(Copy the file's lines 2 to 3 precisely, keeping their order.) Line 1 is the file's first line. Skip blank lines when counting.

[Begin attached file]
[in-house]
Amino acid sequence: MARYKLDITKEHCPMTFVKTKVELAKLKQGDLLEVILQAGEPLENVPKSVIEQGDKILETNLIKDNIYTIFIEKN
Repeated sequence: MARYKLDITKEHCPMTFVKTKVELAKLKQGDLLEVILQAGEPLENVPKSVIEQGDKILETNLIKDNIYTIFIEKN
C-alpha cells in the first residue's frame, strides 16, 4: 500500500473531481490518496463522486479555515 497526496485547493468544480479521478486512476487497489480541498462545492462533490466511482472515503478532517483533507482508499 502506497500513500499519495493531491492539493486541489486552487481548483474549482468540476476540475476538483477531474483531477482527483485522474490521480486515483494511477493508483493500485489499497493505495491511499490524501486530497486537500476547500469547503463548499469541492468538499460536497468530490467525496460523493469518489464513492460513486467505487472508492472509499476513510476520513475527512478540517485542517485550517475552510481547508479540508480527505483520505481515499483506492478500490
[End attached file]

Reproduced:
Amino acid sequence: MARYKLDITKEHCPMTFVKTKVELAKLKQGDLLEVILQAGEPLENVPKSVIEQGDKILETNLIKDNIYTIFIEKN
Repeated sequence: MARYKLDITKEHCPMTFVKTKVELAKLKQGDLLEVILQAGEPLENVPKSVIEQGDKILETNLIKDNIYTIFIEKN